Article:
Last updated on MDtodate: 10/7/2022


In clinical trials the use of BETAGAN® ophthalmic solution has been associated with transient ocular burning and stinging in up to 1 in 3 patients, and with blepharoconjunctivitis in up to 1 in 20 patients. Decreases in heart rate and blood pressure have been reported.

The following adverse reactions have been reported rarely with the use of BETAGAN® : iridocyclitis, headache, transient ataxia, dizziness, lethargy, urticaria, and pruritus.

Decreased corneal sensitivity has been noted in a small number of patients. Although levobunolol has minimal membrane-stabilizing activity, there remains a possibility of decreased corneal sensitivity after prolonged use.

The following additional adverse reactions have been reported either with BETAGAN® ophthalmic solution or ophthalmic use of other beta-adrenergic receptor blocking agents:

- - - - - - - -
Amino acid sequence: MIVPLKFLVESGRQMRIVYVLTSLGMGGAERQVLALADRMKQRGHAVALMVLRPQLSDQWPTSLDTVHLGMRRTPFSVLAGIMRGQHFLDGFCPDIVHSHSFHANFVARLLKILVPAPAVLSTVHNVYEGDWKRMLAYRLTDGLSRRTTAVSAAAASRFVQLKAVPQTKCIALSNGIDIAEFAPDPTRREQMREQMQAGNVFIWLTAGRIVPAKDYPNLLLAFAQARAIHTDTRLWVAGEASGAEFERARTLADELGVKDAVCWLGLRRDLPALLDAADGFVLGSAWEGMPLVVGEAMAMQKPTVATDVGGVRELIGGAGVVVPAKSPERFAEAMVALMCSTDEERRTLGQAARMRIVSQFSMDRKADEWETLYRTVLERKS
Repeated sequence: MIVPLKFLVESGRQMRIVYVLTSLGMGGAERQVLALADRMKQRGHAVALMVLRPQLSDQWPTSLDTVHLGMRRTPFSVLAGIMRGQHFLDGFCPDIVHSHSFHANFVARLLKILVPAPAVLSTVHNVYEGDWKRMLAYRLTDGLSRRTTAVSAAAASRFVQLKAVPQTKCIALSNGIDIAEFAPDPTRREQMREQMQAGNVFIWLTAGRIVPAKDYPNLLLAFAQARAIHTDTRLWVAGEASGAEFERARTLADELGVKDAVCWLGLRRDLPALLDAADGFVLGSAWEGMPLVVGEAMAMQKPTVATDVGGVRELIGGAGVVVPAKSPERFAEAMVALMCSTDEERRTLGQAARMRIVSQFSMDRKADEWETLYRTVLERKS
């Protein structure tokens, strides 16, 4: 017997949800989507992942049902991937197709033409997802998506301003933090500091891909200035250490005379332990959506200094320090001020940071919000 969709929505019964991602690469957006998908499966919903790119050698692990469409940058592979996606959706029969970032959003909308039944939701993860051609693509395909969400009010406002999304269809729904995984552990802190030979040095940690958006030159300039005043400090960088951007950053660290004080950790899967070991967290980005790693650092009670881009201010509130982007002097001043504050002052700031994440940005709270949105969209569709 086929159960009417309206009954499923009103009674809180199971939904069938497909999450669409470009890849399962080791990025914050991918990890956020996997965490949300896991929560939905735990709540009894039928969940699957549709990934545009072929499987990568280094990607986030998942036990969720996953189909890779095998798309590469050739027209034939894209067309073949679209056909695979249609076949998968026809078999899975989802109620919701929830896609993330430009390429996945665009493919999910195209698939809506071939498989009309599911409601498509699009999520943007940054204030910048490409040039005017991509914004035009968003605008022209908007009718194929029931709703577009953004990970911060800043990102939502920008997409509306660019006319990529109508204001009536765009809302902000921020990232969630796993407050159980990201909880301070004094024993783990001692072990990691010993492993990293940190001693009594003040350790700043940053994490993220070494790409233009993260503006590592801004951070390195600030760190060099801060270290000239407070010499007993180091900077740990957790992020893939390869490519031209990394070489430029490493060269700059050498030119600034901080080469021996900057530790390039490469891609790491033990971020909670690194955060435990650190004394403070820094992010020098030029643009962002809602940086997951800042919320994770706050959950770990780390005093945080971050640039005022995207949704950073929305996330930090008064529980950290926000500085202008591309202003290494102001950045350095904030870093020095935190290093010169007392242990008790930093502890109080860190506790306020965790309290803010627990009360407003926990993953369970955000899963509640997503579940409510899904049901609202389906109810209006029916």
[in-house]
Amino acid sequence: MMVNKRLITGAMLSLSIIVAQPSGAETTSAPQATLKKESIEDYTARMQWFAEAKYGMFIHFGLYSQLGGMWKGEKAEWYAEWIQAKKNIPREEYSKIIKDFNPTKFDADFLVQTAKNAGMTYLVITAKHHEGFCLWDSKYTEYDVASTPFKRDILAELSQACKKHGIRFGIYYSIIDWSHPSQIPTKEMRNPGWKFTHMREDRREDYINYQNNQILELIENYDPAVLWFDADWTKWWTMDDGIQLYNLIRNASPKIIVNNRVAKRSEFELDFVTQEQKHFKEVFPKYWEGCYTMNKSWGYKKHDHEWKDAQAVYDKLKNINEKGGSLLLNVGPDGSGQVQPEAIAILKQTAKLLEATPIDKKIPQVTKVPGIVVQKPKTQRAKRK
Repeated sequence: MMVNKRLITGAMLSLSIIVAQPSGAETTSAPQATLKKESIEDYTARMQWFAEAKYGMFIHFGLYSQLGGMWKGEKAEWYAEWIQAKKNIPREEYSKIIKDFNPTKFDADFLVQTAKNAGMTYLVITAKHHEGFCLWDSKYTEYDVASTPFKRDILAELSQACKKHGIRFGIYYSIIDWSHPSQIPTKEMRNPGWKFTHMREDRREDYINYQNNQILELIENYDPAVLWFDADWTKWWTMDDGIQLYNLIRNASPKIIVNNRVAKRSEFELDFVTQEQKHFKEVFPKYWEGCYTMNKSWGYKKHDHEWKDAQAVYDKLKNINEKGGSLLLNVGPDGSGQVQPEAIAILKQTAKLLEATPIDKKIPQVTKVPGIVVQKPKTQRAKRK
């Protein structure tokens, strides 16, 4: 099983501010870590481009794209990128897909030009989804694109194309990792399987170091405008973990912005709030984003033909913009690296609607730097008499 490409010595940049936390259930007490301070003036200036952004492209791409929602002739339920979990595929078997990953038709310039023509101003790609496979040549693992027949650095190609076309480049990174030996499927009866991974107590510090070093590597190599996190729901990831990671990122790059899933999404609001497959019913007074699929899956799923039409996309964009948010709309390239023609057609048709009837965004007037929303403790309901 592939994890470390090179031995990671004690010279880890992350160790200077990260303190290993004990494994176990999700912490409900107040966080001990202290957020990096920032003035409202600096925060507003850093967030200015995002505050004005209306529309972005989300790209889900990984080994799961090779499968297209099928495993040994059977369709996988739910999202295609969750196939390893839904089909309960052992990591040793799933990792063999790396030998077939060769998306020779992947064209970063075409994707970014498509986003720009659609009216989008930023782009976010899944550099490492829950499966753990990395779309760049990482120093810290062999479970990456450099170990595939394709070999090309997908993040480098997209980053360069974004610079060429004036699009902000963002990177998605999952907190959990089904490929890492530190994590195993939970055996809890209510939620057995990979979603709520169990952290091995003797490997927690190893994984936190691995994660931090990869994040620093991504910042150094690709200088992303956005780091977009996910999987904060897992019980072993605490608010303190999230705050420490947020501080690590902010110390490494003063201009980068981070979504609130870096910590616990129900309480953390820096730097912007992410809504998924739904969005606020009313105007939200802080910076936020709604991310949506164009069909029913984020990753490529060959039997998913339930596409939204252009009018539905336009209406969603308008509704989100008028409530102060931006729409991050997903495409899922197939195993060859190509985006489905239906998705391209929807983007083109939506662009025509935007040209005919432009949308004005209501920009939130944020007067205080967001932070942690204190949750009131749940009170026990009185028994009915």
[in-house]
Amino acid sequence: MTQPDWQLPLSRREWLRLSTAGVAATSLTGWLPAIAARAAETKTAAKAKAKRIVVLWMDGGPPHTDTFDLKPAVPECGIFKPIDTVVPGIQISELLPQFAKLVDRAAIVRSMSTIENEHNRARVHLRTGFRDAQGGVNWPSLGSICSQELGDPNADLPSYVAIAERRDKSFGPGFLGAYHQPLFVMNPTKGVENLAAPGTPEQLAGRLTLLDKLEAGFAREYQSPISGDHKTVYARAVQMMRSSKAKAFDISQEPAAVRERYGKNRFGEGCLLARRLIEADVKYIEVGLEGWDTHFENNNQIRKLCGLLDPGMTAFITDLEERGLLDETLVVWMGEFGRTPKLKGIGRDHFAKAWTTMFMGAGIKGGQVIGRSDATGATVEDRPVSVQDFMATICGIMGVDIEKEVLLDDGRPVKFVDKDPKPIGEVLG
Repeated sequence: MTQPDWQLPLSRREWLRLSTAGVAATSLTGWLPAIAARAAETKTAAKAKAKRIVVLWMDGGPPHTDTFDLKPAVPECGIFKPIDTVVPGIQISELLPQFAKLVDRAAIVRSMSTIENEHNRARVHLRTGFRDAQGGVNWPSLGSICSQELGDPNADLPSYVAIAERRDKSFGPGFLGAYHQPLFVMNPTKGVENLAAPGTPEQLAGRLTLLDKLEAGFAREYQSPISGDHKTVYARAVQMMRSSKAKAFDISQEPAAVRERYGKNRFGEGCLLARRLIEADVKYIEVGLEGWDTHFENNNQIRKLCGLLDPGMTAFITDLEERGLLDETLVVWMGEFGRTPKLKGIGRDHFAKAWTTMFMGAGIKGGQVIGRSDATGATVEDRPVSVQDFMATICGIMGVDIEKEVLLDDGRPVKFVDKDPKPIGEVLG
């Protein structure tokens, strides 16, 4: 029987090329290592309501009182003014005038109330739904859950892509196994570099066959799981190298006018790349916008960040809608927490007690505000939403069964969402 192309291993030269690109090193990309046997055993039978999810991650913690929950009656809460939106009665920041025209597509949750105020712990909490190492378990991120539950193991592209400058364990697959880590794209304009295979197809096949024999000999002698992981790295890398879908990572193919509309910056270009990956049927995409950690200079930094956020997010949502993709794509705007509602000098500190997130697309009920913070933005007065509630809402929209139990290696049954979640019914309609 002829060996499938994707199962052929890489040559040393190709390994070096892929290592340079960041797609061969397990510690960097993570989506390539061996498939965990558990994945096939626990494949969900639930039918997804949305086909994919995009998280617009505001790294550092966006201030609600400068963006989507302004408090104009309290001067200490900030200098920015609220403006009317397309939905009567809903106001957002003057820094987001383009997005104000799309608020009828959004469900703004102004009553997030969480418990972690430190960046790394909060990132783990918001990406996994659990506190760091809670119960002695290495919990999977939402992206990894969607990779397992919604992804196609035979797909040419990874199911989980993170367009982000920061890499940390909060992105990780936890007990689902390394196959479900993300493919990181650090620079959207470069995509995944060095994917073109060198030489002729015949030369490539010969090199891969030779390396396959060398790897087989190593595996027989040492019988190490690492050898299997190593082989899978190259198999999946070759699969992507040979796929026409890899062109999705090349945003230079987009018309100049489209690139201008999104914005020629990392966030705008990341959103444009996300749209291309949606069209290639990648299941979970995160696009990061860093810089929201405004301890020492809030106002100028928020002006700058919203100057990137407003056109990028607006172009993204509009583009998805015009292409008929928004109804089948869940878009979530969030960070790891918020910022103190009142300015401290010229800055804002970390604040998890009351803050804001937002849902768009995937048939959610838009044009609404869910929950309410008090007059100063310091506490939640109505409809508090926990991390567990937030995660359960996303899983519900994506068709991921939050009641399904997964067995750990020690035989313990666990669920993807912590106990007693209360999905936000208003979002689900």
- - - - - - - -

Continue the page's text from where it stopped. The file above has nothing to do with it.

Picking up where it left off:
Body as a whole: Headache, asthenia, chest pain.

Cardiovascular: Bradycardia, arrhythmia, hypotension, syncope, heart block, cerebral vascular accident, cerebral ischemia, congestive heart failure, palpitation, cardiac arrest.

Digestive: Nausea, diarrhea.

Psychiatric: Depression, confusion, increase in signs and symptoms of myasthenia gravis, paresthesia.

Skin: Hypersensitivity, including localized and generalized rash, alopecia, Stevens-Johnson Syndrome.

Respiratory: Bronchospasm (predominantly in patients with pre-existing bronchospastic disease), respiratory failure, dyspnea, nasal congestion.

Urogenital: Impotence.

Endocrine: Masked symptoms of hypoglycemia in insulin-dependent diabetics.

Special Senses: Signs and symptoms of keratitis or eye allergy, blepharoptosis, visual disturbances including refractive changes (due to withdrawal of miotic therapy in some cases), diplopia, ptosis, and foreign body sensation in eye.

Other reactions associated with the oral use of non-selective adrenergic receptor blocking agents should be considered potential effects with ophthalmic use of these agents.